OPINION: Venezuelan aggression and economic imperialism will not stand!

Last Updated on Tuesday, 9 April 2024, 22:48 by Denis Chabrol

By Dr. Randy Persaud, Professor Emeritus

The so-called Organic Law for the Defence of Guyana Essequiba passed in Venezuela on April 3, 2024, is null, void, and dead upon arrival in Guyana, in the Caribbean, and in the international community. No country in the world that accepts the basic principles of international law will respect the conspicuous bullying of the Venezuelan regime, a regime that does not have even the most minimum internal legitimacy, much less any credible standing in the world community of nations.

Mr. Maduro will soon find out that brinksmanship does not pay off. Not only will Venezuela fail in its irresponsible behavior regarding the Essequibo, but Maduro himself will discover that history has not been kind to the leaders of dictatorial regimes of recent. Mr. Maduro should carefully review what has been the fate of those who believe that they can violate international law and get away with it. He should also know that the people of the Caribbean have a long history of economic imperialism, and that we know how to fight it. Notwithstanding his bombastic claims about socialism, Venezuela is nothing but an unsophisticated economic imperialist. Guyana will not pay for the mismanagement of the Maduro regime.

The people of Guyana take this opportunity to thank our sister nations of CARICOM who have issued a stinging rebuke of Maduro’s heavy-handed, illegal, and brazen designs against Guyana’s territorial integrity and national sovereignty. The CARICOM statement on April 8 (2024) brought attention to the “unacceptable escalation” of the Venezuelan regime. The statement also “[insisted] that dialogue and an adherence to international law are the only viable paths to achieve a just and lasting settlement of the issues-at-hand. The alternatives are too horrific to contemplate. We demand, likewise, a patience and a calm, and an end to any possible unilateral, aggressive actions.” If Maduro is wise, he will take the CARICOM statement not only as good counsel, but also as a warning. Leaders of undemocratic regimes who have ignored exhortations of this kind have paid heavily.

There is a good likelihood that the Venezuelan military might think that the Great Powers that guarantee the security of this hemisphere are taken up with Ukraine/Russia war and with Gaza. The calculation could be that hemispheric leadership might be strained on account of current global geopolitical and military commitments. That would be a major miscalculation. The truth is that the Ukraine-Russia war has influenced American war-fighting strategies in ways that make it more flexible. There has been some downsizing of Special Operations forces because of new (and less expensive) technologies that are now being integrated into the warfighting (battlefield) tactics. The full spectrum dominance landscape has seen the integration of such capabilities as Coyote drone interceptors, and platforms that house loitering munitions. A new US Army procurement regime was recently put in place. This will mean that the procurement process is greatly simplified. Note that the US Air Force CCA Program lines up nicely with the new force-structure of the Army.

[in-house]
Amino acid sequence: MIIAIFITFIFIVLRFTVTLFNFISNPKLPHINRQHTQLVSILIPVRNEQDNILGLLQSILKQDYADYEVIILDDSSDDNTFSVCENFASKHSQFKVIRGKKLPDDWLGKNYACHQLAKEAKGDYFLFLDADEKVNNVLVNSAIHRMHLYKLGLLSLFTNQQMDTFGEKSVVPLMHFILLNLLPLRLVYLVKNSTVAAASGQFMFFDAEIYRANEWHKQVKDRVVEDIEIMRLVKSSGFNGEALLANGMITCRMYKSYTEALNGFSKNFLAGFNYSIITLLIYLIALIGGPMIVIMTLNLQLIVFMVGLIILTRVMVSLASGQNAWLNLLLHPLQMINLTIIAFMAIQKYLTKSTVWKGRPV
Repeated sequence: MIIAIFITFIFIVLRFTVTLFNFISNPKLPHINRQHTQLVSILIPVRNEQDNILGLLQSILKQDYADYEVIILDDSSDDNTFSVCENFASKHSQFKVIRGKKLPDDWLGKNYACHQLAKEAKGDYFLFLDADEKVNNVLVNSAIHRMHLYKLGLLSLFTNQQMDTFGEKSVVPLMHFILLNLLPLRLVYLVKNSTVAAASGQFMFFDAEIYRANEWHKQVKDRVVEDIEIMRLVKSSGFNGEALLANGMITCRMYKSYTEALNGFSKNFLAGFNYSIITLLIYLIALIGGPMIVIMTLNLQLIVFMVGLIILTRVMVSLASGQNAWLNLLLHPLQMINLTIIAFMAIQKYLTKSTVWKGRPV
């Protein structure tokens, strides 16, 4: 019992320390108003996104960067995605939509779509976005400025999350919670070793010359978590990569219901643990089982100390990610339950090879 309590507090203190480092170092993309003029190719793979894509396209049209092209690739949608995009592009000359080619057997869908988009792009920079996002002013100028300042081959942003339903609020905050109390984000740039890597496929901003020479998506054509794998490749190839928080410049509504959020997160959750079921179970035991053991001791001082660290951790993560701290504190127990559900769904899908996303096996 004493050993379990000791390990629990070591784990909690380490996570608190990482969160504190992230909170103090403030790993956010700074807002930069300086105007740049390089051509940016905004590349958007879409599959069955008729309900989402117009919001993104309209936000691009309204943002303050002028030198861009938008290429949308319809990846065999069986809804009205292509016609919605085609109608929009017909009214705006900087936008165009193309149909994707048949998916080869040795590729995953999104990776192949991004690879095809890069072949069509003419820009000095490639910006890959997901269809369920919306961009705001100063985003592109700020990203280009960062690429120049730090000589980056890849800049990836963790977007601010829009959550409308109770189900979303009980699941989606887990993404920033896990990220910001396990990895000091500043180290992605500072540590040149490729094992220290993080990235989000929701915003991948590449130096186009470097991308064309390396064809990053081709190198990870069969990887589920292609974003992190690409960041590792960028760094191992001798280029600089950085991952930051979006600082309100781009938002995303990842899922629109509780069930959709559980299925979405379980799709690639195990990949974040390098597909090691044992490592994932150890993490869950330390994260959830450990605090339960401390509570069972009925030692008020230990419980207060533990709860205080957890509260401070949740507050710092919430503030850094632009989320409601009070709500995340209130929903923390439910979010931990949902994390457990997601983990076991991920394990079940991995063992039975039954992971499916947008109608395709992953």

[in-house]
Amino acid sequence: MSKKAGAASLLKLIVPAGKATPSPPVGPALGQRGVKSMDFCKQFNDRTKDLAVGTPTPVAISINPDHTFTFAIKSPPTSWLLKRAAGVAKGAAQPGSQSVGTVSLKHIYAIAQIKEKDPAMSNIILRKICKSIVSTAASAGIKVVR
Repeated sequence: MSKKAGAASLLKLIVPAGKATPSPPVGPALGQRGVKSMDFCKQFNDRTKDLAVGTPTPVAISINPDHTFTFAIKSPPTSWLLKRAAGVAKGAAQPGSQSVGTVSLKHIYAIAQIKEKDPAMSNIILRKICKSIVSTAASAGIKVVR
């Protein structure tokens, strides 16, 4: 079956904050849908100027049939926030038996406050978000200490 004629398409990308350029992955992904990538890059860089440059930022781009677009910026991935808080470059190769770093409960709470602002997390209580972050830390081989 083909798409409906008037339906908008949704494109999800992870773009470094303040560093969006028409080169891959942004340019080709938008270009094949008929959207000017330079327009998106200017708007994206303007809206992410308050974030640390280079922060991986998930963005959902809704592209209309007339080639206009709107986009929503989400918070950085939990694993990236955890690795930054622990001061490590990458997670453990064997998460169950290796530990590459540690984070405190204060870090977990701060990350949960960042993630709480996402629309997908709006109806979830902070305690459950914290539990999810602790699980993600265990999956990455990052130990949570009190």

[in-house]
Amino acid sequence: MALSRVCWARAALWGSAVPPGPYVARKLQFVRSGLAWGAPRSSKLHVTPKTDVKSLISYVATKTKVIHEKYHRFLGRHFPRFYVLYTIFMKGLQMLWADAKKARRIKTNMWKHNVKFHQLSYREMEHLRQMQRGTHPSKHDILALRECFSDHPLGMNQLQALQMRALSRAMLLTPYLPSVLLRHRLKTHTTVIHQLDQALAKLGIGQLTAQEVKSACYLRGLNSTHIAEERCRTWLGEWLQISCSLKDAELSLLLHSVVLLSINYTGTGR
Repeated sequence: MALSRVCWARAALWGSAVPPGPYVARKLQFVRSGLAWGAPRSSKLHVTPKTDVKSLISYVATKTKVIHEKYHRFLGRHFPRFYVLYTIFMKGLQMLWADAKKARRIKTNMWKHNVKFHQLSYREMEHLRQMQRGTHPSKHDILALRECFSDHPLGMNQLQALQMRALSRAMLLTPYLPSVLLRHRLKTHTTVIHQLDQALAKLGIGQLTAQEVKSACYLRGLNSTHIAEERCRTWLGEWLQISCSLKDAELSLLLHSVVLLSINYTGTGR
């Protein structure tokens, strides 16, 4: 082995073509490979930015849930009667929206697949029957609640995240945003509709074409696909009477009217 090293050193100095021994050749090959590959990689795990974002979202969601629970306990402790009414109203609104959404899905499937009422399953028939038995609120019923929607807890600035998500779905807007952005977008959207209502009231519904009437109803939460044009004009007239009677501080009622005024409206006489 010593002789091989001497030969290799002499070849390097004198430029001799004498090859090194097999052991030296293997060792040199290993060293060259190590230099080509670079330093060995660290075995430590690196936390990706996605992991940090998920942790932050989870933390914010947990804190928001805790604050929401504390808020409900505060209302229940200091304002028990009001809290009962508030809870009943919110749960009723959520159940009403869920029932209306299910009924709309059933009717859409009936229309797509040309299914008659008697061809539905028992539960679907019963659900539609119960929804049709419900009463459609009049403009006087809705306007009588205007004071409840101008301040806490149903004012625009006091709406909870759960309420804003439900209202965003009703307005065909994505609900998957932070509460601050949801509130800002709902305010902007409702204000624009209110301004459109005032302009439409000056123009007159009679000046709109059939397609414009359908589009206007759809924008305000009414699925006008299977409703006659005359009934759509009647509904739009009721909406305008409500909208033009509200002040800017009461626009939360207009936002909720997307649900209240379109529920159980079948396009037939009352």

Most scholars in strategic studies, but especially those in Latin America and the Caribbean, may recall the tragedy of Gen. Leopold Galtieri who took Argentina to war against the United Kingdom in 1982. At the time Argentina was in a massive economic meltdown. Nothing symbolized this more than the collapse of Banco de Intercambio Regional in 1980. Inflation had topped 100% in 1981. The government caved in by dishing out huge salary increases that were not fiscally sustainable. The failure of the National Reorganization Process by the Third Junta pushed General Galtieri into desperate action, expressed in the militarization of a political-economic crisis.

Notwithstanding the large supportive crowds at the Plaza de Mayo, nor the French Exocet missiles, Argentina suffered a massive defeat. The idea of picking a fight to divert attention from an internal political, economic, and human rights crisis did not yield the expected returns. The question is this – isn’t Venezuela in a remarkably similar position to Argentina in the early 1980s? Don’t you think Maduro is trying to pull-off a stunt much like what Gen. Galtieri tried in 1982? Do you see where this could end up for the Bolivarian Republic, as well as for the Bolivarian Revolution?

Nicholás Maduro is taking Venezuela down a path filled with both ignominy and danger. He is mortgaging the future of Venezuela, and generations of those from this once proud country, beauty queens and all, will one day find it unbelievable that such foolish mistakes were made by a regime that had promised a land of milk and honey. There is much to be culled from the statement by CARICOM, and the Venezuelan leadership should avail itself to the message. Aggression will fail. It will also take down those who prefer war, rather than peace.

Dr. Randy Persaud is Adviser, International Affairs, Office of the President.